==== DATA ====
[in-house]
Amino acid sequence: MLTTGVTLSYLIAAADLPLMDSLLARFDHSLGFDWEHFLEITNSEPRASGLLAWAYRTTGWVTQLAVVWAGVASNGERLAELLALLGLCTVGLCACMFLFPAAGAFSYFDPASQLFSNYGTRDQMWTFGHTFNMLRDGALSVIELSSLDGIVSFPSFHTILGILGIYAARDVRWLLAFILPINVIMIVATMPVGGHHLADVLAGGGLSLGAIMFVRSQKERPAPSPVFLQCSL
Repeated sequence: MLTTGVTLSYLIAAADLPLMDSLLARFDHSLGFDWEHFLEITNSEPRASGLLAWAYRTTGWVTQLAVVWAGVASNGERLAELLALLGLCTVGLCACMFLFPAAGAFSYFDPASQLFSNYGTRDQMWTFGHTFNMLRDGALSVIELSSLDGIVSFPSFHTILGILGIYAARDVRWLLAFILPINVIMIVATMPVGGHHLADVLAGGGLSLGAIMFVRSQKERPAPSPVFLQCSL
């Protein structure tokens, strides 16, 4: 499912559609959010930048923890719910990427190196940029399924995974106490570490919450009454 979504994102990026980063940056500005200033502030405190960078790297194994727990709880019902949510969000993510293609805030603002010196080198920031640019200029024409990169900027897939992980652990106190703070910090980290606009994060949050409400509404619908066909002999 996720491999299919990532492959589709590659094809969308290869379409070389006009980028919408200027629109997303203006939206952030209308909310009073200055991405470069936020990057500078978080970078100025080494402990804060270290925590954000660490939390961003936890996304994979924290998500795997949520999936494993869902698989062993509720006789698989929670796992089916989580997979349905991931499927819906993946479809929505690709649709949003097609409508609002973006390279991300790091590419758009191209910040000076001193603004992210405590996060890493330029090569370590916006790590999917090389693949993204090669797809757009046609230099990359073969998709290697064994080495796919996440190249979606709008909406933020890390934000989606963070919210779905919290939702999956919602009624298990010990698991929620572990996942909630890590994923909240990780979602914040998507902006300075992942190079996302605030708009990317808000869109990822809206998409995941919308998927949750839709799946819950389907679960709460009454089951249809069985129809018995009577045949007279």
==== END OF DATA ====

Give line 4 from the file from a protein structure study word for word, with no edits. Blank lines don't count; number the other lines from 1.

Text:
């Protein structure tokens, strides 16, 4: 499912559609959010930048923890719910990427190196940029399924995974106490570490919450009454 979504994102990026980063940056500005200033502030405190960078790297194994727990709880019902949510969000993510293609805030603002010196080198920031640019200029024409990169900027897939992980652990106190703070910090980290606009994060949050409400509404619908066909002999 996720491999299919990532492959589709590659094809969308290869379409070389006009980028919408200027629109997303203006939206952030209308909310009073200055991405470069936020990057500078978080970078100025080494402990804060270290925590954000660490939390961003936890996304994979924290998500795997949520999936494993869902698989062993509720006789698989929670796992089916989580997979349905991931499927819906993946479809929505690709649709949003097609409508609002973006390279991300790091590419758009191209910040000076001193603004992210405590996060890493330029090569370590916006790590999917090389693949993204090669797809757009046609230099990359073969998709290697064994080495796919996440190249979606709008909406933020890390934000989606963070919210779905919290939702999956919602009624298990010990698991929620572990996942909630890590994923909240990780979602914040998507902006300075992942190079996302605030708009990317808000869109990822809206998409995941919308998927949750839709799946819950389907679960709460009454089951249809069985129809018995009577045949007279």